I recently procured one of these beauties after staring enviously at the one we have on our desk for testing at work.
It’s a HP ProLiant MicroServer – a bit of a mouthful, but a good piece of kit! It comes with
- 2GB RAM
- 250GB HDD
- Dual-core AMD Turion II N40L processor
- Gig Ethernet
- More USB ports than I know what to do with
- Three more 3.5″ disk bays, which I filled with 2TB Western Digital disks
- Some flashy lights
I bought it after umm-ing and aah-ing about building a replacement for my ageing Windows Home Server file server. It’s huge, cumbersome, slow and, crucially, *noisy. *The case and CPU fans are so old and decrepit that I can hear it down the hall with my door shut. That, combined with the fact that the device has started to crash, reset and fail to boot on a regular basis meant it was time to upgrade/replace/destroy/purge (delete as appropriate).
So I got this thing after hearing rave reviews of how easy they are to run. Having populated it and powered it on, I found that it was so bloody quiet that if the little green light wasn’t switched on, I’d have no clue it was on in the first place…The next question was what OS I’d put on it. Having scouted around, I thought of FreeNAS and a bunch of other NAS distributions but soon discarded that idea because while it would be easy to set up, the performance would be laughable. We use OpenIndiana to run ZFS servers here at work, as I mentioned in [earlier](http://antisp.in/blog/tech/zfs-send-and-receive/ "ZFS Send and Receive") [posts](http://antisp.in/blog/tech/restoring-from-snapshots-with-zfs/ "Restoring from snapshots with ZFS"), so that’s what I went with, especially after seeing this graph:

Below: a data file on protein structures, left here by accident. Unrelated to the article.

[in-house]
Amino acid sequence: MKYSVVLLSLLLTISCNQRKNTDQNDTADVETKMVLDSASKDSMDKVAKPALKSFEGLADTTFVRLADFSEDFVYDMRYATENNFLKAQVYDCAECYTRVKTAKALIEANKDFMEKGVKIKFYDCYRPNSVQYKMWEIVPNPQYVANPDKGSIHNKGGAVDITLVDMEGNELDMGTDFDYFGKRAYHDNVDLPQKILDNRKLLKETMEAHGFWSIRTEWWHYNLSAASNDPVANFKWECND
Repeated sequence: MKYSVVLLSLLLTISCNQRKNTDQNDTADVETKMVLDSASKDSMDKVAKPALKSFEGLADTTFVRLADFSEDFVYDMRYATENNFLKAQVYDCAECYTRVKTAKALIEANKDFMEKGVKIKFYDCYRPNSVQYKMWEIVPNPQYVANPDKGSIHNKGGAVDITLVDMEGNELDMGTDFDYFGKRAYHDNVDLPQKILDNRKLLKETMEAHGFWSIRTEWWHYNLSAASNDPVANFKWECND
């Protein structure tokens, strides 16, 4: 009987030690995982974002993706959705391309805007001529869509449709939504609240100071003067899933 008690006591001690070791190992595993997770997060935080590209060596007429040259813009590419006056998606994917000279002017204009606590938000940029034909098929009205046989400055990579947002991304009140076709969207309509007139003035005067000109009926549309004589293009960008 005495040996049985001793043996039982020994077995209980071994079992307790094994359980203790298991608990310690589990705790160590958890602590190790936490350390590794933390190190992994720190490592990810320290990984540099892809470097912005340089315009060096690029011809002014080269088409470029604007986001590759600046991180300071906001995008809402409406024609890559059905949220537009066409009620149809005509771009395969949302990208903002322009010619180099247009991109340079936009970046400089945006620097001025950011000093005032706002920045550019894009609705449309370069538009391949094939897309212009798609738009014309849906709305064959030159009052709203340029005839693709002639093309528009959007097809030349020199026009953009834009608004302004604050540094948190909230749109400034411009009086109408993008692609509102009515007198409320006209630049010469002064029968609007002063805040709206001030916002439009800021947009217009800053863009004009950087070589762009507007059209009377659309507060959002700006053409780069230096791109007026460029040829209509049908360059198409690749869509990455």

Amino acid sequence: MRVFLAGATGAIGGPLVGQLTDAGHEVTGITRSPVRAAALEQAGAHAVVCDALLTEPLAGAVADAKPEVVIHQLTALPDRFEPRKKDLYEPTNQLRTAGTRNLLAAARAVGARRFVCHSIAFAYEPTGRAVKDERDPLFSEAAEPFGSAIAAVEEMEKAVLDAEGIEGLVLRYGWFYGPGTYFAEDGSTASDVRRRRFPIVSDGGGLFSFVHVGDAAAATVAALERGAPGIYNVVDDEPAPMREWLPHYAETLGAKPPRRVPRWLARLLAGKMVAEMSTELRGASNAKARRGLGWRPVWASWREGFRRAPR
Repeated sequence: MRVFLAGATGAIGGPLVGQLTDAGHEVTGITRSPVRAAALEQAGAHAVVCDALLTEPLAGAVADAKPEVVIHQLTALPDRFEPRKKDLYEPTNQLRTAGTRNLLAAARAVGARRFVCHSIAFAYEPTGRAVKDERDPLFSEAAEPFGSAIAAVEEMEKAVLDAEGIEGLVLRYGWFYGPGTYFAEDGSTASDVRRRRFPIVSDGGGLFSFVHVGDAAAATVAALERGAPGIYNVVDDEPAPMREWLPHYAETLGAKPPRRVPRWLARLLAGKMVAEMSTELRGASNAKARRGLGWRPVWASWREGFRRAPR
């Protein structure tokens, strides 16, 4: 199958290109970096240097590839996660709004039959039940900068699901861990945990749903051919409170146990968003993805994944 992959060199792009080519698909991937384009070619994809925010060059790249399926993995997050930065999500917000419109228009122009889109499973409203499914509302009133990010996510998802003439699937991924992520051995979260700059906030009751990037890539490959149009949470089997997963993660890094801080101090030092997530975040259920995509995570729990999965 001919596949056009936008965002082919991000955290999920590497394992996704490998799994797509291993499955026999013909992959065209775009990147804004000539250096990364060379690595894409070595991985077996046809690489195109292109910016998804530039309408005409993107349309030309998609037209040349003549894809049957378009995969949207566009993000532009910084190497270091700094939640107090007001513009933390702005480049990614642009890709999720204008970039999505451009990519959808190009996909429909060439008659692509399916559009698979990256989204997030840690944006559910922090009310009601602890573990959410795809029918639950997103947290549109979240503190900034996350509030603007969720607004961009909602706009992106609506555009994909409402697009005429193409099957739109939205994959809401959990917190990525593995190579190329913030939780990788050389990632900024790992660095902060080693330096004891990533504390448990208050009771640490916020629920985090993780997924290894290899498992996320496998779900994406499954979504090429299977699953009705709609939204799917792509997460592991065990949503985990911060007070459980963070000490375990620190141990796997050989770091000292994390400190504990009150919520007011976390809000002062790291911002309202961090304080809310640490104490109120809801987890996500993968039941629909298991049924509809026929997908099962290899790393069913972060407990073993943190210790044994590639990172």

Even though this measures performance against Solaris Express, based on the data here, OpenSolaris would wipe the floor with FreeNAS.
The installation went by without a hitch! The unit quickly DHCP’d itself an address which is fine by me. Once that was done, it was time to apply updates and reboot – again, no worries whatsoever.
While this was going on, I stumbled across napp-it, a NAS distro. It turns out that it can also serve as a frontend to OpenIndiana. While I was happy to administer the server from commandline, I figured that it wouldn’t hurt to have a graphical interface for when I was feeling lazy.
Installation was, again, ridiculously easy:
wget -O - www.napp-it.org/nappit | perl
After about 10 minutes of the unit Doing Things under the hood, I found myself with a brand spanking new installation of napp-it!
Creating the storage pool from the three 2-terabyte disks was a doddle too! So now I have 3.56TB of space with the three disks in a RAID-Z pool. This means that one of the three disks can fail and I won’t lose All The Things. This fills me with a great sense of peace.
Also, the snapshotting capability of ZFS means I can back up important data on a regular basis, with an option of copying those snapshots to a remote server for added security!
Now, to copy 1.4TB of data from three (possibly four) NTFS-formatted disks that WHS used for its storage pool…